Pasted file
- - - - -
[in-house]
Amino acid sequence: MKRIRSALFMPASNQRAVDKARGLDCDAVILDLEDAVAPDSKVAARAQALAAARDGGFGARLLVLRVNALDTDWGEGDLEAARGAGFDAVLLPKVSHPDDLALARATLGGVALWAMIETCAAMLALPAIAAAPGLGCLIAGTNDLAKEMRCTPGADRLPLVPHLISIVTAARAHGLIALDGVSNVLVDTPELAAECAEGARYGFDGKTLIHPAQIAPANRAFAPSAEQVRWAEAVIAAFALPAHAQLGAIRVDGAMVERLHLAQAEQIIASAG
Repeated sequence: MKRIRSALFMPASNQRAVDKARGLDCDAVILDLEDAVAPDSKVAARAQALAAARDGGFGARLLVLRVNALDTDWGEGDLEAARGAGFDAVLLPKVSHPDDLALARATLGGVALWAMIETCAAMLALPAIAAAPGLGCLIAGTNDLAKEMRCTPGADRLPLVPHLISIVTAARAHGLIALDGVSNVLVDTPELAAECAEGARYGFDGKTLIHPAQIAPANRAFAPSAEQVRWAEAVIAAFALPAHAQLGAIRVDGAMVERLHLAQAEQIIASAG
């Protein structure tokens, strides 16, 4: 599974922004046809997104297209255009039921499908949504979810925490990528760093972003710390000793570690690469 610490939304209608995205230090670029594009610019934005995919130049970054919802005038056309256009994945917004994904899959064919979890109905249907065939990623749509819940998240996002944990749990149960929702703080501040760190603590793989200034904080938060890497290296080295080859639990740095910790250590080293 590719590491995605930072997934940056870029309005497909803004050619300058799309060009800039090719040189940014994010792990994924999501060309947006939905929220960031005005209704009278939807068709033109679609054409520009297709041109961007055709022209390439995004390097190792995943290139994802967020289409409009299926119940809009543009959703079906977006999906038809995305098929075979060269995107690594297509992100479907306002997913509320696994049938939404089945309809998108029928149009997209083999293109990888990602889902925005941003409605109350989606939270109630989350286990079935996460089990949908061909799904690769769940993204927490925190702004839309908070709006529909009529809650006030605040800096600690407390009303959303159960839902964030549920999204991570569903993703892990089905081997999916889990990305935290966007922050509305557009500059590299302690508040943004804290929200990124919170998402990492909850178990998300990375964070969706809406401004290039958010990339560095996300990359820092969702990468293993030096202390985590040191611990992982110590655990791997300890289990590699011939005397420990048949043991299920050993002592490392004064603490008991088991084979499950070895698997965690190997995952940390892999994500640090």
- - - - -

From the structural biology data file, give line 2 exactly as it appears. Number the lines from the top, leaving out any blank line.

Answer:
Amino acid sequence: MKRIRSALFMPASNQRAVDKARGLDCDAVILDLEDAVAPDSKVAARAQALAAARDGGFGARLLVLRVNALDTDWGEGDLEAARGAGFDAVLLPKVSHPDDLALARATLGGVALWAMIETCAAMLALPAIAAAPGLGCLIAGTNDLAKEMRCTPGADRLPLVPHLISIVTAARAHGLIALDGVSNVLVDTPELAAECAEGARYGFDGKTLIHPAQIAPANRAFAPSAEQVRWAEAVIAAFALPAHAQLGAIRVDGAMVERLHLAQAEQIIASAG